In 1895, when on holiday at the Palais Lumière in La Ciotat, the two brothers used their cinematographe to make what were to become the first films in world cinema history:
- L’arroseur arosé (The sprinkler sprinkled)
- Querelle enfantine (Childish quarrel)
- L’arrivée d’un train en gare de La Ciotat (The arrival of a train at La Ciotat station.)
15. Pressure cooker by Denis Papin – 1679
The Instant pot of its day was invented by the Frenchman Denis Papin in 1679, a native of the city of Blois. He invented something called “the steam digester”, which was the forerunner of the pressure cooker and the steam engine.
Sometimes called the bone digester, it is a device for extracting fats from bones in a high-pressure steam environment. The concentration of heat was so high, it also rendered them brittle enough to be easily ground into bone meal.
16. Refrigerator by Carré Brothers- 1859
Another set of scientist brothers on the list are Edmond and Ferdinand Carré. In 1850, Edmond Carré developed the first absorption refrigerator, using water and sulphuric acid.
Ferdinand continued Edmond’s work on the process and in 1858 developed a machine that used water as the absorbent and ammonia as a refrigerant.
The ancestor to the modern refrigerator, their device found much success in breweries, to keep drinks cool. Similar principles would be used to later invent the air conditioner.
17. Photography by Nicéphore Niépce – 1820s
In the mid-1820s, Joseph Nicéphore Niépce first managed to fix an image that was captured with a camera. It took at least eight hours or even several days of exposure in the camera to fix the results, and the earliest results were very crude, but the idea was there.
Niépce would die suddenly, leaving his notes to his associate, Frenchman Louis Daguerre. Daguerre went on to develop the daguerreotype process in 1839, which was the first publicly announced and commercially viable photographic process.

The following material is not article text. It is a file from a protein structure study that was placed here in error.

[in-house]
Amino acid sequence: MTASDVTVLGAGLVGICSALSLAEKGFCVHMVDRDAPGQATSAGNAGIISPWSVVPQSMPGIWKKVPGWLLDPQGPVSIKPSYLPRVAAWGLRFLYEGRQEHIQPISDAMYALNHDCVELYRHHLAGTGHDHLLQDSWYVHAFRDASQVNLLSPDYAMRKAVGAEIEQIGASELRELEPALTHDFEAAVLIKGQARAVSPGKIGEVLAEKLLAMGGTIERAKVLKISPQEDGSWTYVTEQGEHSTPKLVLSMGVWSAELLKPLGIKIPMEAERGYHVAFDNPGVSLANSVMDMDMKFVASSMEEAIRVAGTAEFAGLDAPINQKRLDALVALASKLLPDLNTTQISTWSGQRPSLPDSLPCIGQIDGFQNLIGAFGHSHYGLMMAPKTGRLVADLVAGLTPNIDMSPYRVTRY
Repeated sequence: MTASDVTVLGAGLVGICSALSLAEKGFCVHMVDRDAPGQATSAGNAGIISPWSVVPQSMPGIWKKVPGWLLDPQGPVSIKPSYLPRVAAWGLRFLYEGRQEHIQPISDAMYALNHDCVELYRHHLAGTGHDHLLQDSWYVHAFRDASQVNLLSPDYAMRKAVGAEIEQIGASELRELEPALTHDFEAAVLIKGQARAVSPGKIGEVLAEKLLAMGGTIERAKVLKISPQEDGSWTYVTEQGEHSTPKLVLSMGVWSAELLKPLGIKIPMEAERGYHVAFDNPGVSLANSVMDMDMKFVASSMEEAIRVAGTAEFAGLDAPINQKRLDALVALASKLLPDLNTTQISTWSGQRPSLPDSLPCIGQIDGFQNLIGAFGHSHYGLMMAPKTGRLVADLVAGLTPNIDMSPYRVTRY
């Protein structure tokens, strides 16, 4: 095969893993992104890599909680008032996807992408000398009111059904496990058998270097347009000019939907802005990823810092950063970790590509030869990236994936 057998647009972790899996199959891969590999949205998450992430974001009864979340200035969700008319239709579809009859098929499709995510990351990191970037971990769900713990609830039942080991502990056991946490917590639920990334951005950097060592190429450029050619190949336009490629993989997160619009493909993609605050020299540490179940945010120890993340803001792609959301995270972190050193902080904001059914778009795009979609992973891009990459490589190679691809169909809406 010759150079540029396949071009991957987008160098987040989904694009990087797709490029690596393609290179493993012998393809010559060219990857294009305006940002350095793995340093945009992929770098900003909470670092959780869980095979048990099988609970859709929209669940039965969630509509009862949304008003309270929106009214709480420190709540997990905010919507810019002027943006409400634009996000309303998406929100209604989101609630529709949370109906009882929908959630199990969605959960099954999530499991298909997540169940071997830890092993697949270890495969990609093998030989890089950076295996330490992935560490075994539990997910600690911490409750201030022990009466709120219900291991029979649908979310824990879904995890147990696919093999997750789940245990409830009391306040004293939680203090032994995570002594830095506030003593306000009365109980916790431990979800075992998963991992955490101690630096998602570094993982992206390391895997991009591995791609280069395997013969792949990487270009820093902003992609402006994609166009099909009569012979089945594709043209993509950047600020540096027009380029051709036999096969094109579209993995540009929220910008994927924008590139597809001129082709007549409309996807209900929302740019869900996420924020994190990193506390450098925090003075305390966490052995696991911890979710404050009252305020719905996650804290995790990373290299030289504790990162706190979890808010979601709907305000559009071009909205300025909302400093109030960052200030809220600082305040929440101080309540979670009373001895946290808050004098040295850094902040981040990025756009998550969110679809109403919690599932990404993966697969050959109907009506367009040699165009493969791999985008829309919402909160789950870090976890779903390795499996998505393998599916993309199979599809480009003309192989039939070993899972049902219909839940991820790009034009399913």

18. Canned foods by Nicolas Appert – 1809
The ambitions of Emperor Napoleon Bonaparte involved conquering foreign lands, for which he would need an army. An army that would need a lot of food, as it was on the move.
Napoleon offered a hefty cash award of 12,000 francs to any inventor who could devise a cheap and effective method of preserving large amounts of food.
In 1809, Nicolas Appert, a French confectioner and brewer, observed that food cooked inside a jar did not spoil unless the seals leaked, and developed a method of sealing food in glass jars. He was awarded the prize in 1810 by Count Montelivert, Napoleon’s minister of the interior.
The reason for lack of spoilage was unknown at the time, since it would be another 50 years before French scientist Louis Pasteur would demonstrate the role of germs and microbes in food spoilage.
19. Margarine by Hippolyte Mège-Mouriès – 1869
In the 1860s, tensions between Prussia (Germany) and France were as high as they ever were. War was on the horizon, so Emperor Napoleon III of France (the nephew of Napoleon Bonaparte) offered a prize to anyone who could make a satisfactory butter alternative, suitable for use by the military and the poor.
First made in France in 1869, it was created as a butter substitute by Hippolyte Mège-Mouriès from beef tallow for the armed forces and lower classes.
20. Etch-A-Sketch by André Cassagnes – 1950s
The Etch-A-Sketch toy was invented in the late 1950s by André Cassagnes, an electrician who named the toy L’Écran Magique (The Magic Screen).